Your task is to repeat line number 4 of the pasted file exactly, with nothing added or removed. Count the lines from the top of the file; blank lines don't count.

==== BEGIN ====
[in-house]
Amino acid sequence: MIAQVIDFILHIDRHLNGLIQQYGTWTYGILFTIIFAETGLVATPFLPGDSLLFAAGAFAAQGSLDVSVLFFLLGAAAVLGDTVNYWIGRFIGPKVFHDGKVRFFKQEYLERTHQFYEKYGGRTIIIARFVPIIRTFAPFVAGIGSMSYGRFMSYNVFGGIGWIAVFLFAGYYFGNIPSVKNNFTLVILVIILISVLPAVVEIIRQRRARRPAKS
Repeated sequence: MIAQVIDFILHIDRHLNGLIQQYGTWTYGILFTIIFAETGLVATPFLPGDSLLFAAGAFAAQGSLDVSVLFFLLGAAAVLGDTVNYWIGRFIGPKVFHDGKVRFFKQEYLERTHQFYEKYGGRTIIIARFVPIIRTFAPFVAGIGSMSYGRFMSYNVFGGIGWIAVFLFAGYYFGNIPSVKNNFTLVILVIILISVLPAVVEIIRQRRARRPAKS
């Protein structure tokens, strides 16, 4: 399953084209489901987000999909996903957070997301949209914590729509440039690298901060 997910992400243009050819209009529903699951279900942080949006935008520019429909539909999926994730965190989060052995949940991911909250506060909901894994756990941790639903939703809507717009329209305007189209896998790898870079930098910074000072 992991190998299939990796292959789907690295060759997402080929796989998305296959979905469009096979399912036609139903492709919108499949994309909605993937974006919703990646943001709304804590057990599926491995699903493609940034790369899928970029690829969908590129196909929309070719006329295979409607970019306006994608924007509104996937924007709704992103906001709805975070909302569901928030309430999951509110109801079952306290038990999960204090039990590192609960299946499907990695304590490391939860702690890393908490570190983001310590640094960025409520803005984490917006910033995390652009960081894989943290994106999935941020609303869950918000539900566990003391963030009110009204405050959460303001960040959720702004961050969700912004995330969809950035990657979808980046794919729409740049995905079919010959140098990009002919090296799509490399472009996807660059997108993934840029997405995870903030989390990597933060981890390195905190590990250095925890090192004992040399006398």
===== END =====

């Protein structure tokens, strides 16, 4: 399953084209489901987000999909996903957070997301949209914590729509440039690298901060 997910992400243009050819209009529903699951279900942080949006935008520019429909539909999926994730965190989060052995949940991911909250506060909901894994756990941790639903939703809507717009329209305007189209896998790898870079930098910074000072 992991190998299939990796292959789907690295060759997402080929796989998305296959979905469009096979399912036609139903492709919108499949994309909605993937974006919703990646943001709304804590057990599926491995699903493609940034790369899928970029690829969908590129196909929309070719006329295979409607970019306006994608924007509104996937924007709704992103906001709805975070909302569901928030309430999951509110109801079952306290038990999960204090039990590192609960299946499907990695304590490391939860702690890393908490570190983001310590640094960025409520803005984490917006910033995390652009960081894989943290994106999935941020609303869950918000539900566990003391963030009110009204405050959460303001960040959720702004961050969700912004995330969809950035990657979808980046794919729409740049995905079919010959140098990009002919090296799509490399472009996807660059997108993934840029997405995870903030989390990597933060981890390195905190590990250095925890090192004992040399006398």